New Zealand
1975
Marna Clarke
United States
A black and white Kodak advertisement caught my attention. The simple image of a cityscape with a teenage boy leaning against a wall plastered with faded, torn posters portrayed an honest and oddly poignant moment.It was 1972. I was living in New York City, married with two small sons. Inspired by the ad, I started carrying a point and shoot camera and capturing whatever struck me as memorable or unsettling. I soon bought a 35mm SLR camera and began educating myself with classes and exhibitions. At night I would transform my kitchen into a darkroom and stay up late watching the chemicals turn my observations into silver images. After moving with my family to Hartford, Connecticut, I built a legitimate darkroom in the basement of my house. In 1981, I began working professionally with a focus on portraiture, weddings and events. Color landscapes I had done in Europe and America landed me magazine work and eventually architecture/interior design documentation and advertising. I continued to pursue my own projects, receiving a Connecticut Individual Artist's Grant in 1987 for experimentation in B&W portraiture. I taught at the Hartford Art School for a couple of years as an adjunct instructor.In 1992 I stopped photographing, sold all my equipment and most of my possessions, and traveled. I had become certified to teach English as a Second Language and wanted employment in Europe. Instead I ended up in an ashram in India teaching English and learning meditation. I moved to California in 1996, and in 2005 began again to capture the world both within and around me. I had met a man who invited me to live with him, had gifted me a digital camera and told me to get back to work. I'm still with this man and still photographing. Time As We Know It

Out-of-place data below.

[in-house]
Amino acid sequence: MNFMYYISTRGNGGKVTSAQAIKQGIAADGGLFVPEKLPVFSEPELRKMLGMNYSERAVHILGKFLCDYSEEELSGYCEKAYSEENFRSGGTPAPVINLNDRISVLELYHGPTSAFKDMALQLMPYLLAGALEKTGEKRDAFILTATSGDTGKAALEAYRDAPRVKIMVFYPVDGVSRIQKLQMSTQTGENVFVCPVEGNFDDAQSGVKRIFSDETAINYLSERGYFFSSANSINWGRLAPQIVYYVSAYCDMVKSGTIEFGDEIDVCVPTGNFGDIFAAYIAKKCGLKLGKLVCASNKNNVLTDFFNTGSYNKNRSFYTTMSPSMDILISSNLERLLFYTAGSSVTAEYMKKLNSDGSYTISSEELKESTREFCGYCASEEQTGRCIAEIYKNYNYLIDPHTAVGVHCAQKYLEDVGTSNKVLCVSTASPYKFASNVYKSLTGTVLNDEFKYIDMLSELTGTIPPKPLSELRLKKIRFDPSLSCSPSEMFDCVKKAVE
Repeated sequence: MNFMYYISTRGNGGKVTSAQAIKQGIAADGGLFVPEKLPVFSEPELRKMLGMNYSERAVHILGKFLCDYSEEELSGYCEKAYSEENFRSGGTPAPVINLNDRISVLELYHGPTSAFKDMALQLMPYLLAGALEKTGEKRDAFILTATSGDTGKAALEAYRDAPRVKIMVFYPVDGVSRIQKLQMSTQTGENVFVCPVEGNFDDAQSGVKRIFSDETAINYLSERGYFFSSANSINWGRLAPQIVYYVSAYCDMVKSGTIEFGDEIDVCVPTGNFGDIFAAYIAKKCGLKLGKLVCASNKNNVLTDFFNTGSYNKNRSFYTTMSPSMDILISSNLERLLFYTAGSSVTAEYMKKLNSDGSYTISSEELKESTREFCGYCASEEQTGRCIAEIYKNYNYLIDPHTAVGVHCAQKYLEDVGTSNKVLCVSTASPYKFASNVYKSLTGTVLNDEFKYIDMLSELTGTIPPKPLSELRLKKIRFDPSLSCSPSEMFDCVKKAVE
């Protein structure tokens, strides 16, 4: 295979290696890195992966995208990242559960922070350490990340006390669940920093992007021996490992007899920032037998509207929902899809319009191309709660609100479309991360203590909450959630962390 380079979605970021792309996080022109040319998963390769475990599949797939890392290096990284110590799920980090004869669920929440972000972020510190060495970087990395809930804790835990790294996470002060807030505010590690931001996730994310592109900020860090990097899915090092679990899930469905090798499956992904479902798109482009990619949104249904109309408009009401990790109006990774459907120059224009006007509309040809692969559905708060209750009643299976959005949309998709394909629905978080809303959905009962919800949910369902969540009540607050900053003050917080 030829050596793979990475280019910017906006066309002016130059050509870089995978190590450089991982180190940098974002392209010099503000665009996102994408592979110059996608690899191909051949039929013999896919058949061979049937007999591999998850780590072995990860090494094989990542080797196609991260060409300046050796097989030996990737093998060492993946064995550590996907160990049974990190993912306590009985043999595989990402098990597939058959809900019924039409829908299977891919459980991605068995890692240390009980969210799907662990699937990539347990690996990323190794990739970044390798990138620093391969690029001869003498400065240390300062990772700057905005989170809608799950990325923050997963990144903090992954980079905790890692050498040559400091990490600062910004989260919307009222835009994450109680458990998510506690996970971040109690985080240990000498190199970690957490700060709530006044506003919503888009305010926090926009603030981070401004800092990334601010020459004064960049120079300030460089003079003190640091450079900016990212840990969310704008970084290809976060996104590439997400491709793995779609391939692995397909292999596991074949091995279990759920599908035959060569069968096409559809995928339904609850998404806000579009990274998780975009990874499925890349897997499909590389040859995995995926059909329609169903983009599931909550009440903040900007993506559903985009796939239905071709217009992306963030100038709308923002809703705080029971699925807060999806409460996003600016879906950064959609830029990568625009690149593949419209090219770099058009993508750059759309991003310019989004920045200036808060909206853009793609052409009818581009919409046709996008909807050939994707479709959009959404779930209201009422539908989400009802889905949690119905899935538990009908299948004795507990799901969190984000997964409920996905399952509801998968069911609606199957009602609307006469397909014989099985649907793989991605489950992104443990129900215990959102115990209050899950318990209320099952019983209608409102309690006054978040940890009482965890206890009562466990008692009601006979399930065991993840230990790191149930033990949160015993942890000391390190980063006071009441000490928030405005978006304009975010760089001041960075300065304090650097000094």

Tim Franco
France/Poland